Dale Laird, Bill Stevens, Mary Markesteyn, Suzanne Robert, Suzanne Golden,
Nelson Fry, Sandra McMullen
, Adeline Forrester, Jeremy Davidson, Ang Broadfoot, Colleen Doerksen, Carla
Betker, Neil Butchard, Bob Spencler
, Adeline Forrester, Jeremy Davidson, Ang Broadfoot, Colleen Doerksen, Carla Betker, Neil Butchard, Bob Spencler
Carla Betker - presented the ANGER MANAGEMENT model she uses at Knowles Centre. Some of the topics covered in her approach include the following: (a) Normalizing anger - how this emotion helps us and why it's important to express it appropriately, (b) Teaching self-imposed 10 minute time outs to prevent blow ups; this may take two months to teach, (c) Calming the mind - supportive self-talk (e.g., "I'm not going to let this get me."), (d) Teaching problem-solving (e.g., Identify the problem; Brainstorm possible solutions; Evaluate the possible solutions, pick one, and try it; Evaluate how it went; Choose another option if necessary), (e) Start with contrived role-play scenarios since these are less threatening when children are trying to apply the new skills, (f) Finally, she teaches the use of assertive I-messages with the children to deal with situations that provoke anger.
Carla Betker - Also presented the ACTIVE PARENTING program. She said that it includes topics such as improving your child's self-esteem, how to teach goal setting, how to meet your needs, and parenting styles (e.g., authoritarian vs. passive vs. assertive). The program includes materials for six sessions. It also includes a video. It costs $514.00 to purchase the kit. There is also a version for parenting teens.
Carla Betker - Took our group on a tour of Knowles Centre, especially the school they have. The principal was kind enough to show us around. He was proud to feature a special workshop that had a very talented wood carver. The school was progressive and the staff were all quite friendly.
Bob Spencler - Presented his BEHAVIOUR INTERVENTION PLANNING model for EBD kids. He mentioned four types of behaviour plan models: (a) Behavioural Contracting, (b) The Disorder Plan, (c) The Behaviour Intervention plan, and (d) The Circle of Care (24 hour) plan. He gave us an outline of the plan, which can be found from this website under "Resource Links." The outline is as follows:
|1. Purpose||- Your team must decide what the plan should accomplish.|
|2. Background||- This is an important component for school psychologists, because it involves conducting an assessment to understand the function of the maladaptive behaviours. It involves observation, interviews, family history, etc. It is important to look for triggers.|
|3. Critical Programming Needs||These are not the student's needs.|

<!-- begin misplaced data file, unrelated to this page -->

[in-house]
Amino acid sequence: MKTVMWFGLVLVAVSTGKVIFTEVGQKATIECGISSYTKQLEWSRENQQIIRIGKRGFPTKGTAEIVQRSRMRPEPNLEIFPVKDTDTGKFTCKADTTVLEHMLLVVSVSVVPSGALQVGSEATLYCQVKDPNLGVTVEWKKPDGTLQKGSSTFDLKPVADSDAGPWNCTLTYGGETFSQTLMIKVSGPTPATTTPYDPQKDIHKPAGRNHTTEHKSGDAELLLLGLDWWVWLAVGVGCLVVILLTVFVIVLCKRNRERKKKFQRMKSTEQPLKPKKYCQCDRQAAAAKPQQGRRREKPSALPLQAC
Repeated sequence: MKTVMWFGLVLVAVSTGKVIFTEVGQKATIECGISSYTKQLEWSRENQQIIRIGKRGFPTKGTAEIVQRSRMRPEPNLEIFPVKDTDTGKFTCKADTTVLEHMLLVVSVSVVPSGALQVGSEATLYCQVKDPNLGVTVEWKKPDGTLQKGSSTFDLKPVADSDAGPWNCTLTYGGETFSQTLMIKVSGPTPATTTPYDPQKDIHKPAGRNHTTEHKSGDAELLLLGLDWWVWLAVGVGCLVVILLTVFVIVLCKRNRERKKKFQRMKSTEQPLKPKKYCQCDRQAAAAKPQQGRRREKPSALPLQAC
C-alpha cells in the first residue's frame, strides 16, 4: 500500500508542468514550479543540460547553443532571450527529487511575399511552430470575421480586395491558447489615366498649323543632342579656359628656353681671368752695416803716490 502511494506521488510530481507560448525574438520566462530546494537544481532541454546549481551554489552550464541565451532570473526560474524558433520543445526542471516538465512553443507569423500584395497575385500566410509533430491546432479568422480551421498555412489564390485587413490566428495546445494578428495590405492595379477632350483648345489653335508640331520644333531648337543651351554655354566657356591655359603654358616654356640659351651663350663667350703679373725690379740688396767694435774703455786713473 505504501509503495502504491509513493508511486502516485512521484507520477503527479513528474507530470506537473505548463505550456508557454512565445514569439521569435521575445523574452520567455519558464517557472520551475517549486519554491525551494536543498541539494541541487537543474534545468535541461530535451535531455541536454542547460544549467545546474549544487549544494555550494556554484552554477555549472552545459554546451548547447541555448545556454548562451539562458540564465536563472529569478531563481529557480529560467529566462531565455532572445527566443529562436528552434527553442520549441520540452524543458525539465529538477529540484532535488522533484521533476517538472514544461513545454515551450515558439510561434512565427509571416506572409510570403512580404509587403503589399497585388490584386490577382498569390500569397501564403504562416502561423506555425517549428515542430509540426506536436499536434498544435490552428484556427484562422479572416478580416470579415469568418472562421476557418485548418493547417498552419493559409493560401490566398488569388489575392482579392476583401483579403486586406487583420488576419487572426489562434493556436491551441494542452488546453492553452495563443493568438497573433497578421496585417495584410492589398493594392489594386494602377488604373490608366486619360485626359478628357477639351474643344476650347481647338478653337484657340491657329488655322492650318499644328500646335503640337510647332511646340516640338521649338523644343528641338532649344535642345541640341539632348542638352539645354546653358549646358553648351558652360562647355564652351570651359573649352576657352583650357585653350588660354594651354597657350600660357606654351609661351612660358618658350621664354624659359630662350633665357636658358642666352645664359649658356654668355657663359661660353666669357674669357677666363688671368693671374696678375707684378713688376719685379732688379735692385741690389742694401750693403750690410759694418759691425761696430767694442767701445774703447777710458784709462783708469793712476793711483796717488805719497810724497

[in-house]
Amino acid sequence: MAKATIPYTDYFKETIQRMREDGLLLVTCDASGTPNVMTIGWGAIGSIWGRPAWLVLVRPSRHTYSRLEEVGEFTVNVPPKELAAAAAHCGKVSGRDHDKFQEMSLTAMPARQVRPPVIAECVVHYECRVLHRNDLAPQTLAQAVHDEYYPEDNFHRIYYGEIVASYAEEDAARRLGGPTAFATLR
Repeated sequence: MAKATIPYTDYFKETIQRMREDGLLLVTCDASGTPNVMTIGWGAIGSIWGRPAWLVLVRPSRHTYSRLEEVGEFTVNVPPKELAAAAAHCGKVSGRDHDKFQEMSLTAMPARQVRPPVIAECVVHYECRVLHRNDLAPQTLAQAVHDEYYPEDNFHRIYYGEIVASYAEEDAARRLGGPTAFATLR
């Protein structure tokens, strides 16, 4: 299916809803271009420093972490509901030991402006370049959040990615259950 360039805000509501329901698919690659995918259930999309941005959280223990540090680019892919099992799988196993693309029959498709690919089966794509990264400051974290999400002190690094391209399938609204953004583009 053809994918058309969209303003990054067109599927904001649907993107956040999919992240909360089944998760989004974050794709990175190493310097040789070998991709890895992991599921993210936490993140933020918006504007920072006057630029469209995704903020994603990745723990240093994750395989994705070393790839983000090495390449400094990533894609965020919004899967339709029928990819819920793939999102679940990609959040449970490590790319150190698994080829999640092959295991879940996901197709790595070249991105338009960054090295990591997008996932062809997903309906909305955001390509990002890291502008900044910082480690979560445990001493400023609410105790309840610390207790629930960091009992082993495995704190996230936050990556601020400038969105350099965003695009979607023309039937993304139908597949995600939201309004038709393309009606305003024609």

|4. System Needs||- Social Learning; Personal/Emotional; System|
|5. Interventions||- Proactive vs. Reactive|
|6. Supports||- for each environment (e.g., home and school)|
Colleen Doerksen - Mentioned that some interesting information about neuropsychology can be found at http://brains.org Only abstracts are available however.
Suzanne Robert - Presented a form that that others could use.
Suzanne Golden - Presented a behavioural rating scale that looks at positive traits or strengths. It is called the BERS. It includes 52 items across 5 scales: e.g., Family Involvement, Affective Strengths, Interpersonal Strengths, Intrapersonal Strengths, etc.
Bill Stevens - Presented a semi-structured interview form that he uses. It includes a number of questions that ask for a rating from the referred student, using a scale from 1 to 10. Bill Stevens said that next time he will present the TOVA, which is used to assess ADHD.
Ron Teffaine - Passed out a survey to the members to get some ideas for future meeting topics. He also showed a new product called the "READING PEN - II." This device is designed to help dyslexic students compensate for their disability. It scans single words or lines of text and reads them back to the student. It also provides the definitions of over 200,000 words. Check it out at http://www.wizcomtech.com Ron also initiated a discussion about projective tests, based on a recent article he read in Scientific American magazine. Most agreed that these tests could be helpful when used as part of a battery of assessment tools, but not on their own. Ron also briefly mentioned how he diagnoses Auditory Dyslexia using the WISC-III, WIAT, and Phonological Awareness Test. Although Reading Clinicians may dismiss the notion of "Dyslexia," Ron said that he follows the DSM-IV guidelines.
The next meeting is tentatively scheduled for next October, 2001.